Tuesday, October 26, 2021
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Woodland Park and Scovill Zoos report revenue benefits from token-based rides & attractions

Message from Osborne Coinage of Cincinnati, Ohio USA:

Rides and attractions offer increased revenues for zoos of all sizes. Historic carousels offer a unique opportunity to bridge generational gaps, since parents who probably rode carousels as infants may now share this experience with their own children. As guests enhance their zoo visits with ancillary attractions, they spend a little more money. One way that large and small zoos can reap substantial benefits and claim higher profits is by adopting token-based attractions (rather than ticket-based ones which have historically been the norm).

‘Operationally There’s More Than A Token Benefit
‘Tickets have been used for decades and are not likely to be abandoned anytime soon. However, tokens offer tangible benefits and the opportunity to earn more profits on a per-transaction basis. Tokens are sold through a self-serve token dispenser, so unlike tickets, selling and dispensing tokens does not require an operator. Eliminating a person simplifies scheduling of workers while reducing costs. Even considering the initial cost of the token dispensers, the payback for Seattle’s Woodland Park Zoo was “less than a season” according to Gates Supervisor Scott Mus. In addition to financial incentives for automating the process, there are operational benefits as well. “Taking the actual selling of the ride out of the operator’s hands allows them more control over the ride and better safety response if that were necessary” continues Mus.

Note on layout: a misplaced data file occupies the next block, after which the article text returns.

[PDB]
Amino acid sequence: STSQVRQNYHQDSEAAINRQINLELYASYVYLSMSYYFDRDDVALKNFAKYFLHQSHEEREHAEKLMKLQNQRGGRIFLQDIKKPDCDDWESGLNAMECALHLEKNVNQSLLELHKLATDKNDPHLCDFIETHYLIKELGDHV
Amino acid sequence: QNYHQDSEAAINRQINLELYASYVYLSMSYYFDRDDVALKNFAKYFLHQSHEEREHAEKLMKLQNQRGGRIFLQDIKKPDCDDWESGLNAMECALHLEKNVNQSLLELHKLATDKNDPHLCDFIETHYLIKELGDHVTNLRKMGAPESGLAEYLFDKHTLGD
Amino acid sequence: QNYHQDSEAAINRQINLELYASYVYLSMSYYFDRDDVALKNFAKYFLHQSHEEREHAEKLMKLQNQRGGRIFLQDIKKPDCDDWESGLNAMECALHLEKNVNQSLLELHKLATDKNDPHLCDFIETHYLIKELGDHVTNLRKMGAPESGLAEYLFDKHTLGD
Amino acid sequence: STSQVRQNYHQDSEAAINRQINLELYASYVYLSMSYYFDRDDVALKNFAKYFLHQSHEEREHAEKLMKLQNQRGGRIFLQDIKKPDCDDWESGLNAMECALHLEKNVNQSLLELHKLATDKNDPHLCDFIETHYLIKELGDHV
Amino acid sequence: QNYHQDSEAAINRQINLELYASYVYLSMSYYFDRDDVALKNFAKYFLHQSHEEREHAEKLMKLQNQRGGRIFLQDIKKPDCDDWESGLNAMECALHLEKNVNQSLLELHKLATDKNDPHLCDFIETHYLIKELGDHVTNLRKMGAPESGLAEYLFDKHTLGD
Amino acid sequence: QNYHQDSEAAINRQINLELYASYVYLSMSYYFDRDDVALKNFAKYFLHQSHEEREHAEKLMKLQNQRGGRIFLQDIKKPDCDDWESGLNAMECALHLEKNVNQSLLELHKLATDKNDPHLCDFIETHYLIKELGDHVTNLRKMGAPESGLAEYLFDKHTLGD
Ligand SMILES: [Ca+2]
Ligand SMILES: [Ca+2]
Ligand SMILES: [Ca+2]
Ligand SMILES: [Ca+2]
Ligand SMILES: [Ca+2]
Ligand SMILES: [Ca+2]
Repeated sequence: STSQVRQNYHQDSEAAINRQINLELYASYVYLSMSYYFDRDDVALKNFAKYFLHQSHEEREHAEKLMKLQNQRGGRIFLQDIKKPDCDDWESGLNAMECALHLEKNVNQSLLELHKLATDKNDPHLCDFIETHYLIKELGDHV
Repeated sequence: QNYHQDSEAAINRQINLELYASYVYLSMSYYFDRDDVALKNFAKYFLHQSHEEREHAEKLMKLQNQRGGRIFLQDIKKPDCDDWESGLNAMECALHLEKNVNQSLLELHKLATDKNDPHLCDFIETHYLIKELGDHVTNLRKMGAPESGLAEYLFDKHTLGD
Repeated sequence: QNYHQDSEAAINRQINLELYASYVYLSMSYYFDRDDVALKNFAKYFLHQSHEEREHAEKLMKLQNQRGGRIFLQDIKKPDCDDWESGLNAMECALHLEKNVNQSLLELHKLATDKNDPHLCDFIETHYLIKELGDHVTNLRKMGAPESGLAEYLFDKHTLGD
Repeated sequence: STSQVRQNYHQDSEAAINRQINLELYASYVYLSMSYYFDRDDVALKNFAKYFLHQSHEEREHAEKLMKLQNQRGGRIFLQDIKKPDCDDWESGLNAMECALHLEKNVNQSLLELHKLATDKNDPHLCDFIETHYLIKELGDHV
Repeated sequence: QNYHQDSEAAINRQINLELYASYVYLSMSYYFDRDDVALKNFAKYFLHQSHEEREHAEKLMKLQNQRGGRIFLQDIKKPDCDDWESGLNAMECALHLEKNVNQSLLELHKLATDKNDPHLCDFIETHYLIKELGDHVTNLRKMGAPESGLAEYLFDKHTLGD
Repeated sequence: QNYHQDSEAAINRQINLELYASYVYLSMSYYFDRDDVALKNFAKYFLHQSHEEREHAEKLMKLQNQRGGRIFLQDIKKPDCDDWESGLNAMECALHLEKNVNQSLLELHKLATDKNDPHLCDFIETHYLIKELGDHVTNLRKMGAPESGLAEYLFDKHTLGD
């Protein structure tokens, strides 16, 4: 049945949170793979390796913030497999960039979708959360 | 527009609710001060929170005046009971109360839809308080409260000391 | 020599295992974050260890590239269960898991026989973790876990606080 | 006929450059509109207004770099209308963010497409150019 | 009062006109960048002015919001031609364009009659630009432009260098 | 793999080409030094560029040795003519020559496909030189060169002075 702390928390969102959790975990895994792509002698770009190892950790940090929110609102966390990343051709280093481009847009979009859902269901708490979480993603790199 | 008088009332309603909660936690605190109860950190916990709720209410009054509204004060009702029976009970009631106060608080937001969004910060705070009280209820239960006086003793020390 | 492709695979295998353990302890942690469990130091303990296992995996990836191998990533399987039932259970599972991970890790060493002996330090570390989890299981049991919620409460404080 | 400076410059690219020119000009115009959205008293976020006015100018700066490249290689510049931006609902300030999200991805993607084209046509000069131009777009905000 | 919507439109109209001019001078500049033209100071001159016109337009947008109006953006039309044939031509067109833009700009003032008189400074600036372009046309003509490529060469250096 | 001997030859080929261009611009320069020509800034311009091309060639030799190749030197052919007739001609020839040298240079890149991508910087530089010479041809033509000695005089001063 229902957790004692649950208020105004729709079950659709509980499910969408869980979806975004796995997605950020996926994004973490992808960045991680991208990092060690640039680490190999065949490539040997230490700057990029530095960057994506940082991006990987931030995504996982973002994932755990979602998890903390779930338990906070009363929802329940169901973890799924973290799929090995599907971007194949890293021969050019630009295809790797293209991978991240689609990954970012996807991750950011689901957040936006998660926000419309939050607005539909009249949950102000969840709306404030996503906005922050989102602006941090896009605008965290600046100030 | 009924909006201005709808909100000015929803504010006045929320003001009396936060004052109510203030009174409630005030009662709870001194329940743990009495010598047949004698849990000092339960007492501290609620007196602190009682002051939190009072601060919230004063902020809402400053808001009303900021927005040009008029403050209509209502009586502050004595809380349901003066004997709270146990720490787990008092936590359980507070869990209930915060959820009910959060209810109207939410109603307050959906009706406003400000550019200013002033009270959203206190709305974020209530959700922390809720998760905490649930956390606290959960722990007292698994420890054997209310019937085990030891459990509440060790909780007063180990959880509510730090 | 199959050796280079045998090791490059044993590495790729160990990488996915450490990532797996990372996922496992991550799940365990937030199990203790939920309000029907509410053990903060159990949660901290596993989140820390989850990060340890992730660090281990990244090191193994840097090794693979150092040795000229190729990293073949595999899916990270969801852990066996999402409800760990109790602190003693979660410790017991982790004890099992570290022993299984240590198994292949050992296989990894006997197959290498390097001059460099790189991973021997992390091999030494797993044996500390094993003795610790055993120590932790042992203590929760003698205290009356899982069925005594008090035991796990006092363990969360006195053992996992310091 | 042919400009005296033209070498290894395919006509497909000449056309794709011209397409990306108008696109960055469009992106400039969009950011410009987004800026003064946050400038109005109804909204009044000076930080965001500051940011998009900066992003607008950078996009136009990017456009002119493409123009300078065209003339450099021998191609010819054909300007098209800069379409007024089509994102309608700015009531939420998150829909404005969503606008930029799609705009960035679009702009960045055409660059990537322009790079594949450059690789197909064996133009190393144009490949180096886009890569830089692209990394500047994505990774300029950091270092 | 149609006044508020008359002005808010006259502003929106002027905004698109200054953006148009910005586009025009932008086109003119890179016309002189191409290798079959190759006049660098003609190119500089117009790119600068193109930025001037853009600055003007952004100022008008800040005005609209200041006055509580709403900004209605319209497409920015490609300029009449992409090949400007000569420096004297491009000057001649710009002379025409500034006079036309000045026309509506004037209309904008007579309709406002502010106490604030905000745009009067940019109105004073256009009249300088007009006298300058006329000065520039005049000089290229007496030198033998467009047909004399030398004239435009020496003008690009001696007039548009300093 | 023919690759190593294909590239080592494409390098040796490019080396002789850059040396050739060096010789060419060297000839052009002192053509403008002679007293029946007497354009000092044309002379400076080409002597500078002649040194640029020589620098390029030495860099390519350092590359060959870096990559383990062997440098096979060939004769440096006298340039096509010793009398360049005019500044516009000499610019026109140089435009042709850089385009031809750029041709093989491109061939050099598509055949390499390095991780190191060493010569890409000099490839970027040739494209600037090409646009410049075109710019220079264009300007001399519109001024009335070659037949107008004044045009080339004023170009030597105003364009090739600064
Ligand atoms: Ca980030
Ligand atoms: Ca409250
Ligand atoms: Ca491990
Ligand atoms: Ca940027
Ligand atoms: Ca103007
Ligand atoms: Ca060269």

‘Scovill Zoo’s Mike Borders echoes this sentiment, adding “we have a lot of volunteers who operate the rides, and volunteers hate to handle money. This gives us more control, and nobody has to worry about making change.” Scovill Zoo in Decatur, IL has been using tokens for its 1948 Allen Herschel Endangered Species Carousel for years.

‘Last season marked the first time that Woodland Park began using tokens for its historic 1918 model carousel. Each entity faced some decisions on how to price the ride and how that would impact their token dispensers (or vice-versa).

‘Mechanics of Dispensing, Making Change & Pricing
‘Once the decision is made to use tokens, a next question is how to value them. Keep in mind that while token dispensers are available to handle all sorts of transactions (including credit cards and issuing change), the more complicated the transactions become, the more expensive the dispensers.

‘That’s one reason that Woodland Park valued their tokens at $1 – to simplify the transaction process. If a customer inserts $5, he or she receives 5 tokens. A $10 bill nets 10 tokens and so on. If customers do not want all of the tokens, cashiers can give them change. Tokens are also accepted elsewhere on the grounds. So, for example, if a customer pulls out some tokens with his pocket change to pay for a cheeseburger at the concession stand, a cashier may say “did you know those are worth a dollar here?”

‘“This year we also have small information signs near the token machines saying that if they have extras they can use them anywhere in the park” says Mus.

‘While Scovill Zoo has used tokens for many years, they recently upped the price of a carousel ride from $1 to $1.50. With tokens, this is easily accomplished. The token dispensers were reprogrammed to accept two $1 bills and dispense 2 tokens and 2 quarters. The ride now requires 2 tokens to gain admission.
 
‘How Many Tokens Is Enough